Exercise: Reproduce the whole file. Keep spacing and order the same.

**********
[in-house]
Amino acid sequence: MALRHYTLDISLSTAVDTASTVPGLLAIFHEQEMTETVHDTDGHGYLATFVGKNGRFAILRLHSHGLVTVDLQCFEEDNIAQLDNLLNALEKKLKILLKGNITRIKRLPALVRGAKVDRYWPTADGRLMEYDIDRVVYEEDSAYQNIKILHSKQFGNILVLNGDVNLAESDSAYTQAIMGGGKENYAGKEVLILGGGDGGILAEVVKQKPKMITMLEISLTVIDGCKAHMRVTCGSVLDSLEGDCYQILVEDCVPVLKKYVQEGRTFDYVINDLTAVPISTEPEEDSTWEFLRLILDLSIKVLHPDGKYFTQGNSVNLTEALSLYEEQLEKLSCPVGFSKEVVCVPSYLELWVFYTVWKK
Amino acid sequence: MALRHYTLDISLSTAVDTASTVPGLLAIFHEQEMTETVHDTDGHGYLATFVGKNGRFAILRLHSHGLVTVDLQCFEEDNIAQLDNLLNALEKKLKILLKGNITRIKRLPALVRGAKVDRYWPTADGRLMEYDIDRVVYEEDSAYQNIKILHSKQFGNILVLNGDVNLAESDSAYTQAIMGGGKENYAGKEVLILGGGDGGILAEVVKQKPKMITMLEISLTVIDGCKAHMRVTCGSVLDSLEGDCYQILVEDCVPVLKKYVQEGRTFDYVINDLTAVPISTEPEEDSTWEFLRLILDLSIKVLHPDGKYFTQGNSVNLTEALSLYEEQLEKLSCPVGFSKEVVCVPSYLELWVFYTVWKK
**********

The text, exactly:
[in-house]
Amino acid sequence: MALRHYTLDISLSTAVDTASTVPGLLAIFHEQEMTETVHDTDGHGYLATFVGKNGRFAILRLHSHGLVTVDLQCFEEDNIAQLDNLLNALEKKLKILLKGNITRIKRLPALVRGAKVDRYWPTADGRLMEYDIDRVVYEEDSAYQNIKILHSKQFGNILVLNGDVNLAESDSAYTQAIMGGGKENYAGKEVLILGGGDGGILAEVVKQKPKMITMLEISLTVIDGCKAHMRVTCGSVLDSLEGDCYQILVEDCVPVLKKYVQEGRTFDYVINDLTAVPISTEPEEDSTWEFLRLILDLSIKVLHPDGKYFTQGNSVNLTEALSLYEEQLEKLSCPVGFSKEVVCVPSYLELWVFYTVWKK
Amino acid sequence: MALRHYTLDISLSTAVDTASTVPGLLAIFHEQEMTETVHDTDGHGYLATFVGKNGRFAILRLHSHGLVTVDLQCFEEDNIAQLDNLLNALEKKLKILLKGNITRIKRLPALVRGAKVDRYWPTADGRLMEYDIDRVVYEEDSAYQNIKILHSKQFGNILVLNGDVNLAESDSAYTQAIMGGGKENYAGKEVLILGGGDGGILAEVVKQKPKMITMLEISLTVIDGCKAHMRVTCGSVLDSLEGDCYQILVEDCVPVLKKYVQEGRTFDYVINDLTAVPISTEPEEDSTWEFLRLILDLSIKVLHPDGKYFTQGNSVNLTEALSLYEEQLEKLSCPVGFSKEVVCVPSYLELWVFYTVWKK